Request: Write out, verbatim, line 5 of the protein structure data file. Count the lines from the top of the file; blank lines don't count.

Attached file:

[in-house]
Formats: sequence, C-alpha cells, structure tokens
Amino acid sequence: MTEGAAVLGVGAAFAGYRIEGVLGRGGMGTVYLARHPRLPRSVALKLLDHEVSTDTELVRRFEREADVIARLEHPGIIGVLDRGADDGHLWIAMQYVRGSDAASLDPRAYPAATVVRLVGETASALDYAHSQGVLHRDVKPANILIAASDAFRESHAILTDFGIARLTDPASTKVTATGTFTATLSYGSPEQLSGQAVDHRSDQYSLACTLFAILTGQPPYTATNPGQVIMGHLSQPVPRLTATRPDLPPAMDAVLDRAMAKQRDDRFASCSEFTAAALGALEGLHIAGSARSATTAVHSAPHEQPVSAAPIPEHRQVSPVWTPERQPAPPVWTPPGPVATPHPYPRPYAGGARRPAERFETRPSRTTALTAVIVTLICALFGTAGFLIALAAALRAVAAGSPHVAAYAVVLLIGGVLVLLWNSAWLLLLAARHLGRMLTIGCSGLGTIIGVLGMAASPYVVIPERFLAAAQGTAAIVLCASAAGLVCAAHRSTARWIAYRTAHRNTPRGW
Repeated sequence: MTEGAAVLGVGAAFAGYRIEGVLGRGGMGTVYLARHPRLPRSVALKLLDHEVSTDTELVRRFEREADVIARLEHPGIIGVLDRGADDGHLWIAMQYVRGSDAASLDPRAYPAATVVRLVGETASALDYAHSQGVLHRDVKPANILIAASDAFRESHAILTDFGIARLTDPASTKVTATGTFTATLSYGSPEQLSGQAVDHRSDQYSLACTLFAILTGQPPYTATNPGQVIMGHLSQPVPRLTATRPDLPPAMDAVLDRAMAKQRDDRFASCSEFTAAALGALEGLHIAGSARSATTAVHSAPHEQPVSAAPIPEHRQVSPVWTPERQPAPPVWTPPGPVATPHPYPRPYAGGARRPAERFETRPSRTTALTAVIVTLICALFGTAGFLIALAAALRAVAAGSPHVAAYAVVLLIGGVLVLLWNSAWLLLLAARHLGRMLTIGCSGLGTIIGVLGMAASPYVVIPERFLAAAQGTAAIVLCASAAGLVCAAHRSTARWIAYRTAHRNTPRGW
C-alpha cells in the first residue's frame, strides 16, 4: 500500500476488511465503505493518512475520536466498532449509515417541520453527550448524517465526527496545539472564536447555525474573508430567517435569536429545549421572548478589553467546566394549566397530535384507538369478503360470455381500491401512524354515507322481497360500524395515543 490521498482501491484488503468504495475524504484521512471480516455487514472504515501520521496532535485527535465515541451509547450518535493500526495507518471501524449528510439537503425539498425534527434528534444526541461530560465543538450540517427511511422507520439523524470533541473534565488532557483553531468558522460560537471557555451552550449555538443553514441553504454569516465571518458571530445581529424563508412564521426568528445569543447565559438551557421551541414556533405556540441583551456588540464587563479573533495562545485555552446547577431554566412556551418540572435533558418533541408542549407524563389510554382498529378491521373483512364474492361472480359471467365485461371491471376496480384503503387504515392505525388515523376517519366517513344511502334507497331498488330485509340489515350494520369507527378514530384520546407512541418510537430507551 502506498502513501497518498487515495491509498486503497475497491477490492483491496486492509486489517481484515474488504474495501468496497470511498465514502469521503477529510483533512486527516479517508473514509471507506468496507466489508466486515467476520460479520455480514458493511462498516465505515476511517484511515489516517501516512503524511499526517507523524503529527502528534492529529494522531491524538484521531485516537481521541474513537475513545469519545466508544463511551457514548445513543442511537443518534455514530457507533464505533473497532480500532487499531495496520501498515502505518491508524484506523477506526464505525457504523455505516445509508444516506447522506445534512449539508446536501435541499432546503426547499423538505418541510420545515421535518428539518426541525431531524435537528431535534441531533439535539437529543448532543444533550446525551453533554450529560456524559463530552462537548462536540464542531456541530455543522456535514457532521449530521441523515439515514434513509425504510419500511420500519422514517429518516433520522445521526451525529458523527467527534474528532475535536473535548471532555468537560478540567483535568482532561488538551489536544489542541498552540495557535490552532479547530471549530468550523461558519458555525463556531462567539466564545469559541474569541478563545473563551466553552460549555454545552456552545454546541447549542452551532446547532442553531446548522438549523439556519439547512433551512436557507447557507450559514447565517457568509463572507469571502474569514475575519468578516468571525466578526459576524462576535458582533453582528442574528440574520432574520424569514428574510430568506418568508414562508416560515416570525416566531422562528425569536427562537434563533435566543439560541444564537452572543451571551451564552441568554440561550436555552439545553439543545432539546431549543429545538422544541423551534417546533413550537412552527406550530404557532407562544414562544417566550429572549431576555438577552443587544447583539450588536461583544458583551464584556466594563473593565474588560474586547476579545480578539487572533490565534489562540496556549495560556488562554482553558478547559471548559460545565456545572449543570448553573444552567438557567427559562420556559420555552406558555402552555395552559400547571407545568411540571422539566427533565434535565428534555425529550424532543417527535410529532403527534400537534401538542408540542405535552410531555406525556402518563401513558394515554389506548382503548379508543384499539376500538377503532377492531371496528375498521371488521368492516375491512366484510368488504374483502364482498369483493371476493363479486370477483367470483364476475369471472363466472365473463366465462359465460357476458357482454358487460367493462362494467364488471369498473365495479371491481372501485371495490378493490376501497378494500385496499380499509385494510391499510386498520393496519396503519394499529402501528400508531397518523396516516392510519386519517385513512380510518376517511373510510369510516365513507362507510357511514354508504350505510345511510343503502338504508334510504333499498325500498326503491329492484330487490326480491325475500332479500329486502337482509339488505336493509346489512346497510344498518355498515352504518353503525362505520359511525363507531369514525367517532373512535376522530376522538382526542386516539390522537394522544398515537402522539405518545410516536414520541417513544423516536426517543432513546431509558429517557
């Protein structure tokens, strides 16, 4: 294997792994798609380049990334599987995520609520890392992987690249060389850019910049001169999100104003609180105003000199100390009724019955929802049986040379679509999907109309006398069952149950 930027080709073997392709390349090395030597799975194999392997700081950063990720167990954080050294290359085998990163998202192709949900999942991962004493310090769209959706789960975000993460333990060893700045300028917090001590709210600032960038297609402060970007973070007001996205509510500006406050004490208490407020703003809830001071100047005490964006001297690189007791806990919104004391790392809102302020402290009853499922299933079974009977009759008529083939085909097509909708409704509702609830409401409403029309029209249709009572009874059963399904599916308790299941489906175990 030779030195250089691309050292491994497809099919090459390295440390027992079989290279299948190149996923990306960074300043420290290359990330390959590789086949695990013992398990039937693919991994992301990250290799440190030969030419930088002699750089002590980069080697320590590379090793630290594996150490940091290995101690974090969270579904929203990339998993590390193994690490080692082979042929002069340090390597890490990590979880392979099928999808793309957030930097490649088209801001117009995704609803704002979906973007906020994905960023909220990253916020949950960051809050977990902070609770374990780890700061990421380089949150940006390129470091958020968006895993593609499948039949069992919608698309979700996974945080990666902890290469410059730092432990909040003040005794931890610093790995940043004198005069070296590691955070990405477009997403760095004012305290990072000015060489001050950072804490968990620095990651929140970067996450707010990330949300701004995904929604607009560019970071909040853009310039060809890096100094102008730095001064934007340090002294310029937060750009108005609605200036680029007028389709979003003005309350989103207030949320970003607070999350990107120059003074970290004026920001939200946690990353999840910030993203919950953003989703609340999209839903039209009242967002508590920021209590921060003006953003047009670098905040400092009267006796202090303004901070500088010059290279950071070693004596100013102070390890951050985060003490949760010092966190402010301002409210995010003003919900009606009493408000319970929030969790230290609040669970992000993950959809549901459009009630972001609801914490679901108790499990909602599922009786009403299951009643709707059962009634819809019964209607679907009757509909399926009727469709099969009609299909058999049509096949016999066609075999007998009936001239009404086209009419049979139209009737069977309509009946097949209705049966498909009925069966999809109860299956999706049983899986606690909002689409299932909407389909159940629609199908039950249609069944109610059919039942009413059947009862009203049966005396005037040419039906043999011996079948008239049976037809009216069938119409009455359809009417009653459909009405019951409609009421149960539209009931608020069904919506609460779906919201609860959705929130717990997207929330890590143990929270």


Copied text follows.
C-alpha cells in the first residue's frame, strides 16, 4: 500500500476488511465503505493518512475520536466498532449509515417541520453527550448524517465526527496545539472564536447555525474573508430567517435569536429545549421572548478589553467546566394549566397530535384507538369478503360470455381500491401512524354515507322481497360500524395515543 490521498482501491484488503468504495475524504484521512471480516455487514472504515501520521496532535485527535465515541451509547450518535493500526495507518471501524449528510439537503425539498425534527434528534444526541461530560465543538450540517427511511422507520439523524470533541473534565488532557483553531468558522460560537471557555451552550449555538443553514441553504454569516465571518458571530445581529424563508412564521426568528445569543447565559438551557421551541414556533405556540441583551456588540464587563479573533495562545485555552446547577431554566412556551418540572435533558418533541408542549407524563389510554382498529378491521373483512364474492361472480359471467365485461371491471376496480384503503387504515392505525388515523376517519366517513344511502334507497331498488330485509340489515350494520369507527378514530384520546407512541418510537430507551 502506498502513501497518498487515495491509498486503497475497491477490492483491496486492509486489517481484515474488504474495501468496497470511498465514502469521503477529510483533512486527516479517508473514509471507506468496507466489508466486515467476520460479520455480514458493511462498516465505515476511517484511515489516517501516512503524511499526517507523524503529527502528534492529529494522531491524538484521531485516537481521541474513537475513545469519545466508544463511551457514548445513543442511537443518534455514530457507533464505533473497532480500532487499531495496520501498515502505518491508524484506523477506526464505525457504523455505516445509508444516506447522506445534512449539508446536501435541499432546503426547499423538505418541510420545515421535518428539518426541525431531524435537528431535534441531533439535539437529543448532543444533550446525551453533554450529560456524559463530552462537548462536540464542531456541530455543522456535514457532521449530521441523515439515514434513509425504510419500511420500519422514517429518516433520522445521526451525529458523527467527534474528532475535536473535548471532555468537560478540567483535568482532561488538551489536544489542541498552540495557535490552532479547530471549530468550523461558519458555525463556531462567539466564545469559541474569541478563545473563551466553552460549555454545552456552545454546541447549542452551532446547532442553531446548522438549523439556519439547512433551512436557507447557507450559514447565517457568509463572507469571502474569514475575519468578516468571525466578526459576524462576535458582533453582528442574528440574520432574520424569514428574510430568506418568508414562508416560515416570525416566531422562528425569536427562537434563533435566543439560541444564537452572543451571551451564552441568554440561550436555552439545553439543545432539546431549543429545538422544541423551534417546533413550537412552527406550530404557532407562544414562544417566550429572549431576555438577552443587544447583539450588536461583544458583551464584556466594563473593565474588560474586547476579545480578539487572533490565534489562540496556549495560556488562554482553558478547559471548559460545565456545572449543570448553573444552567438557567427559562420556559420555552406558555402552555395552559400547571407545568411540571422539566427533565434535565428534555425529550424532543417527535410529532403527534400537534401538542408540542405535552410531555406525556402518563401513558394515554389506548382503548379508543384499539376500538377503532377492531371496528375498521371488521368492516375491512366484510368488504374483502364482498369483493371476493363479486370477483367470483364476475369471472363466472365473463366465462359465460357476458357482454358487460367493462362494467364488471369498473365495479371491481372501485371495490378493490376501497378494500385496499380499509385494510391499510386498520393496519396503519394499529402501528400508531397518523396516516392510519386519517385513512380510518376517511373510510369510516365513507362507510357511514354508504350505510345511510343503502338504508334510504333499498325500498326503491329492484330487490326480491325475500332479500329486502337482509339488505336493509346489512346497510344498518355498515352504518353503525362505520359511525363507531369514525367517532373512535376522530376522538382526542386516539390522537394522544398515537402522539405518545410516536414520541417513544423516536426517543432513546431509558429517557